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Holy Land Mosaic. Stories of Cooperation and Coexistence between Israelis and Palestinians.

Israel, which used to prohibit all contacts with the PLO and continues to isolate Published in Outlook (Vancouver)

Daniel Gavron. Holy Land Mosaic. Stories of Cooperation and Coexistence between Israelis and Palestinians. Toronto: Rowman & Littlefield, 2008, XIX+197 pp., list and bibliography.

Unlike many books about Israel/Palestine relations, this one conveys some optimism. The author, the British-born journalist who settled in Israel several decades ago, sets out to show that cooperation between Israelis and Palestinians has been viable and productive. He begins by quoting Dwight Eisenhower: “… people in the long run are going to do more to promote peace that our governments. Indeed, I think that people want peace so much that one of these days governments had better get out of the way and let them have it.” The book shows that the government that has to get “out of the way” is the government of Israelis from Palestinians by intricate regulations and, of course, by the Separation Barrier, also known as the Apartheid Wall. The reader will see how detrimental the dominant attitudes of the Israeli elites have been for both Israelis and Palestinians. Presenting facts of Israeli aggression against Palestinians the author abstains from condemning it, which helps him avoid sounding polemical. (see, e.g., his account of a house demolition on p. 26)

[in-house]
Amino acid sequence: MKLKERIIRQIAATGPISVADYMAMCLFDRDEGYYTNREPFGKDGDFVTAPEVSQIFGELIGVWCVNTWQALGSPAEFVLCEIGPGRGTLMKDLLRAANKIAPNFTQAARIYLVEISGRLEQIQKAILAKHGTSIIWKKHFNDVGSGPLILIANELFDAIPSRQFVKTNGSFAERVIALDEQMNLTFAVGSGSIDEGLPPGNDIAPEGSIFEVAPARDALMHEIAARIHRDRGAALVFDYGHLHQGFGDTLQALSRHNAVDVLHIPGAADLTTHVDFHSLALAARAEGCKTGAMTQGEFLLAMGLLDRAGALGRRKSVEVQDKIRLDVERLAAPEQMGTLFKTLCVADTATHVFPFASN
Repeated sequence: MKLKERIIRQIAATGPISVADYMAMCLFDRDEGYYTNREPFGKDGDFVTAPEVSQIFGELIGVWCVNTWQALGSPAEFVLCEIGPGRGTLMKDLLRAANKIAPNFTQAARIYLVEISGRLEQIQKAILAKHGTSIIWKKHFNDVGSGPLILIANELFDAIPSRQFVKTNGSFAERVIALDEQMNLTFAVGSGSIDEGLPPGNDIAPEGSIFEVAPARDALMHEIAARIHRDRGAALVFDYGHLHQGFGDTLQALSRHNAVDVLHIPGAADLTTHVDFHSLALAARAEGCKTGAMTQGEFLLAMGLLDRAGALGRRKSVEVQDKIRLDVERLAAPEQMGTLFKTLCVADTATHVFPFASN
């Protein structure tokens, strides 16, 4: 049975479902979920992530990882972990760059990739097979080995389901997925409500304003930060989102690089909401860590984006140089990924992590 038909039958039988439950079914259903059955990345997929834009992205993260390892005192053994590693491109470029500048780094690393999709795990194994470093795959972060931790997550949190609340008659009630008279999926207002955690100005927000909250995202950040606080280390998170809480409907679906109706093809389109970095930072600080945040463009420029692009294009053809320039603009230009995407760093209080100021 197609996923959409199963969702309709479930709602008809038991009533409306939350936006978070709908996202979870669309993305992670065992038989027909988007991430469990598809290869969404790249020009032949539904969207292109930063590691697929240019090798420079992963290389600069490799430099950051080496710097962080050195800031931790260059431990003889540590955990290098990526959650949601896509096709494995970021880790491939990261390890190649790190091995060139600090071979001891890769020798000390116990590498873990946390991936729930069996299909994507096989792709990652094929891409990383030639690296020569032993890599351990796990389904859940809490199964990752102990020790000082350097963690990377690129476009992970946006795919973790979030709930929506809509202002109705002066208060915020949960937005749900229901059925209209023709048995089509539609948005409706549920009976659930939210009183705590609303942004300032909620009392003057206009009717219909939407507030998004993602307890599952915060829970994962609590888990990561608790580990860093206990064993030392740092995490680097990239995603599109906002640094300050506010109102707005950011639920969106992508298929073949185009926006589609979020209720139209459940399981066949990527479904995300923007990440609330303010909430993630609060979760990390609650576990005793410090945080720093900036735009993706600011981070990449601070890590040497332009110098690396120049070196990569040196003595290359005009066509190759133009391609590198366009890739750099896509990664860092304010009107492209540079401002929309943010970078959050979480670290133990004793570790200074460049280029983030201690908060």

While he brilliantly outlines the political history of Israel, Gavron focuses mostly on the individual rather than on the political and social system that developed in Israel. This is admirable in its own way even if it reminds the reader of those who tried to help South African Blacks without questioning the regime of Apartheid. Moreover, the desire to engage Palestinians in cooperation tends to obscure the asymmetry of power and wealth that characterizes this relationship. Invited to debate with Israelis, one Palestinian produced a telling image. An Israeli and a Palestinian sit each on his chair in front of each other. The Israeli is disappointed that the Palestinian does not appreciate the opportunity to talk. But the Palestinian points out that the Israeli’s chair sits on his foot: “First get off my foot and then we shall talk”. Occupation and economic disparity make dialogue difficult and suspect of trying to perpetuate the domination through making it more palatable. The author quotes Razi Suleiman, a Haifa University psychologist, who observes: “it is always Arab participants who bring up topics such as discrimination, inequality of opportunity, and confiscation of Arab land.” (p. 68) It also appears that genuine dialogue leads necessarily to a one-state solution (p. 69, and option that Gavron has advocated for years.